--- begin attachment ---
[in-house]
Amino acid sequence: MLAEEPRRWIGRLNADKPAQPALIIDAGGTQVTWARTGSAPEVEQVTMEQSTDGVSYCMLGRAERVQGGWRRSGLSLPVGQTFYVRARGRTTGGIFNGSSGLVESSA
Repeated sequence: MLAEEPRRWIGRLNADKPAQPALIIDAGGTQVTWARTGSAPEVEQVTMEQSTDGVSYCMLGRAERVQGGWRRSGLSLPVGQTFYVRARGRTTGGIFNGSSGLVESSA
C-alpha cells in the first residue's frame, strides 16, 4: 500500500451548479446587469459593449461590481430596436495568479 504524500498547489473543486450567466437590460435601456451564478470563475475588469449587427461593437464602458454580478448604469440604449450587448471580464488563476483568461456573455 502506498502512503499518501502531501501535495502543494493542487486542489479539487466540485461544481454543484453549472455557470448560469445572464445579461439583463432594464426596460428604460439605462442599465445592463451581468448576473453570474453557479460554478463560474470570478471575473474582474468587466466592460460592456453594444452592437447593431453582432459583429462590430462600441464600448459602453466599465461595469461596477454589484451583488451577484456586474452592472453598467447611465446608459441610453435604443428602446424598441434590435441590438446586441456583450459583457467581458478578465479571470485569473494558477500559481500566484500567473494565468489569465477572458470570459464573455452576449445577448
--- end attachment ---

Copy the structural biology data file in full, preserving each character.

[in-house]
Amino acid sequence: MLAEEPRRWIGRLNADKPAQPALIIDAGGTQVTWARTGSAPEVEQVTMEQSTDGVSYCMLGRAERVQGGWRRSGLSLPVGQTFYVRARGRTTGGIFNGSSGLVESSA
Repeated sequence: MLAEEPRRWIGRLNADKPAQPALIIDAGGTQVTWARTGSAPEVEQVTMEQSTDGVSYCMLGRAERVQGGWRRSGLSLPVGQTFYVRARGRTTGGIFNGSSGLVESSA
C-alpha cells in the first residue's frame, strides 16, 4: 500500500451548479446587469459593449461590481430596436495568479 504524500498547489473543486450567466437590460435601456451564478470563475475588469449587427461593437464602458454580478448604469440604449450587448471580464488563476483568461456573455 502506498502512503499518501502531501501535495502543494493542487486542489479539487466540485461544481454543484453549472455557470448560469445572464445579461439583463432594464426596460428604460439605462442599465445592463451581468448576473453570474453557479460554478463560474470570478471575473474582474468587466466592460460592456453594444452592437447593431453582432459583429462590430462600441464600448459602453466599465461595469461596477454589484451583488451577484456586474452592472453598467447611465446608459441610453435604443428602446424598441434590435441590438446586441456583450459583457467581458478578465479571470485569473494558477500559481500566484500567473494565468489569465477572458470570459464573455452576449445577448